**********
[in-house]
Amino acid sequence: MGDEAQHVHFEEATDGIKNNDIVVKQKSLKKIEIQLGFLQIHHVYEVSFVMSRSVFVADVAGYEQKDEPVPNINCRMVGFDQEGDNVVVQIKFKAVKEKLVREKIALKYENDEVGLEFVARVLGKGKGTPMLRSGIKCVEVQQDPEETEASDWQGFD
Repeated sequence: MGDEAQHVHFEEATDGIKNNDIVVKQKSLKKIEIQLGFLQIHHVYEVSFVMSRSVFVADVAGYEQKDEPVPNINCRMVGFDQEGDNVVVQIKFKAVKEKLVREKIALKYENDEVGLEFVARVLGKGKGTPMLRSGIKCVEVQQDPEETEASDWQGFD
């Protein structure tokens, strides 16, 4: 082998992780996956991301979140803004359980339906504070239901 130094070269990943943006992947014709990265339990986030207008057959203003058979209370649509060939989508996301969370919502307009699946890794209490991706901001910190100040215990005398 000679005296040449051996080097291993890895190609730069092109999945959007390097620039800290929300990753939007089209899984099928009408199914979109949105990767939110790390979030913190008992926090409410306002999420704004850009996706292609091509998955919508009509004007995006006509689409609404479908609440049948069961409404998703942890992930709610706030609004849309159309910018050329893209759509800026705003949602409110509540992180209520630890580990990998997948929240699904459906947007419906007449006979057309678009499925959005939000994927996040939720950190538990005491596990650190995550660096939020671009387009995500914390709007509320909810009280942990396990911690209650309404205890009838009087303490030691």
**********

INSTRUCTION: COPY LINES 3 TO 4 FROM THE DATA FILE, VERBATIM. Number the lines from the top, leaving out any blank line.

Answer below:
Repeated sequence: MGDEAQHVHFEEATDGIKNNDIVVKQKSLKKIEIQLGFLQIHHVYEVSFVMSRSVFVADVAGYEQKDEPVPNINCRMVGFDQEGDNVVVQIKFKAVKEKLVREKIALKYENDEVGLEFVARVLGKGKGTPMLRSGIKCVEVQQDPEETEASDWQGFD
């Protein structure tokens, strides 16, 4: 082998992780996956991301979140803004359980339906504070239901 130094070269990943943006992947014709990265339990986030207008057959203003058979209370649509060939989508996301969370919502307009699946890794209490991706901001910190100040215990005398 000679005296040449051996080097291993890895190609730069092109999945959007390097620039800290929300990753939007089209899984099928009408199914979109949105990767939110790390979030913190008992926090409410306002999420704004850009996706292609091509998955919508009509004007995006006509689409609404479908609440049948069961409404998703942890992930709610706030609004849309159309910018050329893209759509800026705003949602409110509540992180209520630890580990990998997948929240699904459906947007419906007449006979057309678009499925959005939000994927996040939720950190538990005491596990650190995550660096939020671009387009995500914390709007509320909810009280942990396990911690209650309404205890009838009087303490030691």